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Member of Aging Life Care Association, Society of Certified Senior Advisors


  • There is helpful information on the website of the Aging Life Care Association (ALCA) (formerly the Mid-Atlantic Professional Geriatric Care Managers Inc.), www.aginglifecare.org.
    Also visit www.csa.us, the Society of Certified Senior Advisors. You’ll find resources, articles, and suggestions for caregivers and older adults. You can locate individuals with certification as a senior advisor through this website.
  • The American Association for Caregiver Education, Inc. (AACE), www.caregivered.org, educates and supports individuals and the community about the fundamental problems faced by family caregivers.
  • ActiveForever, www.activeforever.com, is a source of products for practically any physical challenge.
    The Center for Medicare Advocacy, www.medicareadvocacy.org, provides information for anyone sorting through the complexities of Medicare and Medicaid. The Center produces regular updates.
  • An often-overlooked resource for seniors and their caregivers are the services and programs of Independent Living Centers, such as mobility and low vision training. Many maintain a registry of personal care assistants (PCAs). The goal of independent living centers is to assist individuals with disabilities to achieve their maximum potential within their families and communities.
    Medicare Rights Center (MRC), www.medicarerights.org, is the largest independent source of health care information and assistance in the United States for people with Medicare. The site also contains updated information for consumers about the upcoming changes in Medicare and how those will affect their health coverage.
  • SeniorDecision, www.seniordecision.com, is the first website featuring free consumer ratings and reviews of nursing homes, assisted living centers, retirement communities, and home health care agencies.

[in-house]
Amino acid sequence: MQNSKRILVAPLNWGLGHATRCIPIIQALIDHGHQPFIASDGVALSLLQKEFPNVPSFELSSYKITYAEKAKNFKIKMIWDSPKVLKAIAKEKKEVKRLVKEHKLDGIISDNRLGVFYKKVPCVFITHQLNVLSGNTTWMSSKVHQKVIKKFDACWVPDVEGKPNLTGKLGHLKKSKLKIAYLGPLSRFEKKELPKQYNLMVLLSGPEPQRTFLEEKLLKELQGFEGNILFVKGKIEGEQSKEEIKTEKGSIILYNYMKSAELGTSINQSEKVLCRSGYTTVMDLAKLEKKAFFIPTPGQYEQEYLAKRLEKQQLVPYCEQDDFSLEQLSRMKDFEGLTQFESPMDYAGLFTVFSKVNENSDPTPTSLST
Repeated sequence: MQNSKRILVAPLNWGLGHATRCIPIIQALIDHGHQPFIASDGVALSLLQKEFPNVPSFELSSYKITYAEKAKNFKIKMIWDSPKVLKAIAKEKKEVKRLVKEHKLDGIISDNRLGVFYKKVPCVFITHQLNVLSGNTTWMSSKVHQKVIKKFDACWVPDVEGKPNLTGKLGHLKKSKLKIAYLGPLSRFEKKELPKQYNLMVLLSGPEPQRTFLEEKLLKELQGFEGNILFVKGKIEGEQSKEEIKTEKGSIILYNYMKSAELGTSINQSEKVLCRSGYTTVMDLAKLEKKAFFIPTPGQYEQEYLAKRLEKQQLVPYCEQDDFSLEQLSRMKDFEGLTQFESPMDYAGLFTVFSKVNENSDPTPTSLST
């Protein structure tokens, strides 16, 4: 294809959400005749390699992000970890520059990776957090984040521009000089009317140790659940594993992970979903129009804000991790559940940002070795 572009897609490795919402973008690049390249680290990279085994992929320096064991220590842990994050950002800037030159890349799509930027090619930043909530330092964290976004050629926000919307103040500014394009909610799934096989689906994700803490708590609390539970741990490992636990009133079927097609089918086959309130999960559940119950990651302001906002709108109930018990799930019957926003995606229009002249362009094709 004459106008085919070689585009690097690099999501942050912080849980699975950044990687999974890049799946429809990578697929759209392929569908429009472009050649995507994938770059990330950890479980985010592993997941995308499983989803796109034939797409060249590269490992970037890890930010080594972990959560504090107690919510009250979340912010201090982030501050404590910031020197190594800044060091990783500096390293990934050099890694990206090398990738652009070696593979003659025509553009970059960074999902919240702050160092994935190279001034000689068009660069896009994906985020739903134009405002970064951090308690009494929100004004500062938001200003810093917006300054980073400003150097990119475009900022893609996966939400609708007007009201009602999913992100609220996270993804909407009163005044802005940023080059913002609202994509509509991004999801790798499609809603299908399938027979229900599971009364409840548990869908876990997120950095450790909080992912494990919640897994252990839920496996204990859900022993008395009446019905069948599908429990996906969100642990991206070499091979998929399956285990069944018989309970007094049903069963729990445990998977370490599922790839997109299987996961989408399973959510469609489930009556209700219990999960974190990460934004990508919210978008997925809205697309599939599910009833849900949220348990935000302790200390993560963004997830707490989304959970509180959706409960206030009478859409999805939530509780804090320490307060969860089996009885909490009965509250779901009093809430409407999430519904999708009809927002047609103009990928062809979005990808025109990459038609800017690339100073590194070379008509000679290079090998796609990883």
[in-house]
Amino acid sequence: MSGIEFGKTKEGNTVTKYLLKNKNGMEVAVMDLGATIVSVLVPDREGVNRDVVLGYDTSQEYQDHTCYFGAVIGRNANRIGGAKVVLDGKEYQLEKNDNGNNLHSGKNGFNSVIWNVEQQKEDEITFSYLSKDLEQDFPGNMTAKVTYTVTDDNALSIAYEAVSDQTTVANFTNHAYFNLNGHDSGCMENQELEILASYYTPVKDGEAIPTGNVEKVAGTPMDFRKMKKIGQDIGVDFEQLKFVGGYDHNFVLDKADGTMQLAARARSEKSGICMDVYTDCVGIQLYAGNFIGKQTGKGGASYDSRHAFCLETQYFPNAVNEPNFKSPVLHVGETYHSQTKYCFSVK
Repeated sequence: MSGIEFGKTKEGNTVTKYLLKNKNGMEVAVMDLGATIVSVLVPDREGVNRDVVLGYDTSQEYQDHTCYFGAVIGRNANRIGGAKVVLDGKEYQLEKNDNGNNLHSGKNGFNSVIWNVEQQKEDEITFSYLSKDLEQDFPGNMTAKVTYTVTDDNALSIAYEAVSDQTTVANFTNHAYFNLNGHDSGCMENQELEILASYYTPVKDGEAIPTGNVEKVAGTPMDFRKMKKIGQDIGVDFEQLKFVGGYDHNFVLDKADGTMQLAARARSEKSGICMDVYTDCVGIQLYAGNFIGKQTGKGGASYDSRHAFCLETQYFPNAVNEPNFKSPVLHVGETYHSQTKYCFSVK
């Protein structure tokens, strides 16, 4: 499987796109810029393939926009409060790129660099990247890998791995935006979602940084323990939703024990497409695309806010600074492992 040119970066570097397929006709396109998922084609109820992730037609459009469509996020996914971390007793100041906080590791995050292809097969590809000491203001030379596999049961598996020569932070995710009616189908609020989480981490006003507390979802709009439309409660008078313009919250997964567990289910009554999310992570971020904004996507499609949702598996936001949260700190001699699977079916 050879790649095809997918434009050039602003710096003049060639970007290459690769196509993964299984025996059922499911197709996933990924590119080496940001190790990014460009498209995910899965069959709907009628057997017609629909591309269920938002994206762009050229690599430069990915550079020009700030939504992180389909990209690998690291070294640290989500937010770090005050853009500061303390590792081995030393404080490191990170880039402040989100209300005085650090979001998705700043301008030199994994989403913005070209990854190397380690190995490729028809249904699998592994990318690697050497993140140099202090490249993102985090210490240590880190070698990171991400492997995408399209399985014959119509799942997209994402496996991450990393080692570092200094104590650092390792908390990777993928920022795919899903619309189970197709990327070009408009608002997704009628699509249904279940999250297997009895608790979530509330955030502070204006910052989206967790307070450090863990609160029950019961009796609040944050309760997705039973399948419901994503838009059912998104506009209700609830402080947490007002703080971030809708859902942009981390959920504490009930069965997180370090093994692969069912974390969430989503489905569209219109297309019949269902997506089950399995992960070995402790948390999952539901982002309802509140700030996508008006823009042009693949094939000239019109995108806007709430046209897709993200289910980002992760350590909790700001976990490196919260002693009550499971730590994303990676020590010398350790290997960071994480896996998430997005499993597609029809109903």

For a comparison and projection of the cost of care at home, at the assisted living level and in a nursing home across the United States, see www.genworth.com and click the “cost comparison” tab.
  • Read about the benefits derived from using a geriatric care manager: http://blogs.reuters.com/reuters-money/2011/04/26/why-your-aging-parent-needs-a-geriatric-care-manager.
  • Read an article about a daughter who found her way to a care manager: www.washingtonian.com/articles/health/finding-good-solutions.

Ten Things, plus One, to Do for or With a Senior

  1. Sign them up for a driver safety education class.
  2. Educate them on how to prevent identify theft.
  3. Show them how to use a cell phone.
  4. Install a personal emergency response system in their home.
  5. Make duplicate copies of their ID cards, Medicare/Medicaid cards; telephone numbers, medications and post.
  6. Make sure they have adequate lighting to see the numbers on the telephone.
  7. Sign them up for a hearing screening.
  8. Write up their medical, social, and financial history.
  9. If they’re entitled to reduced utility bills, help them to apply.
  10. Videotape the senior’s history – childhood memories, favorite activities, foods, etc.
  11. Get them to an elderlaw attorney to set-up their estate documents – powers of attorney (health, financial), living will, letter of instruction, trust, and will.
The Art of Eldercare | ArtofEldercare@gmail.com | Phone/Fax 202-722-4205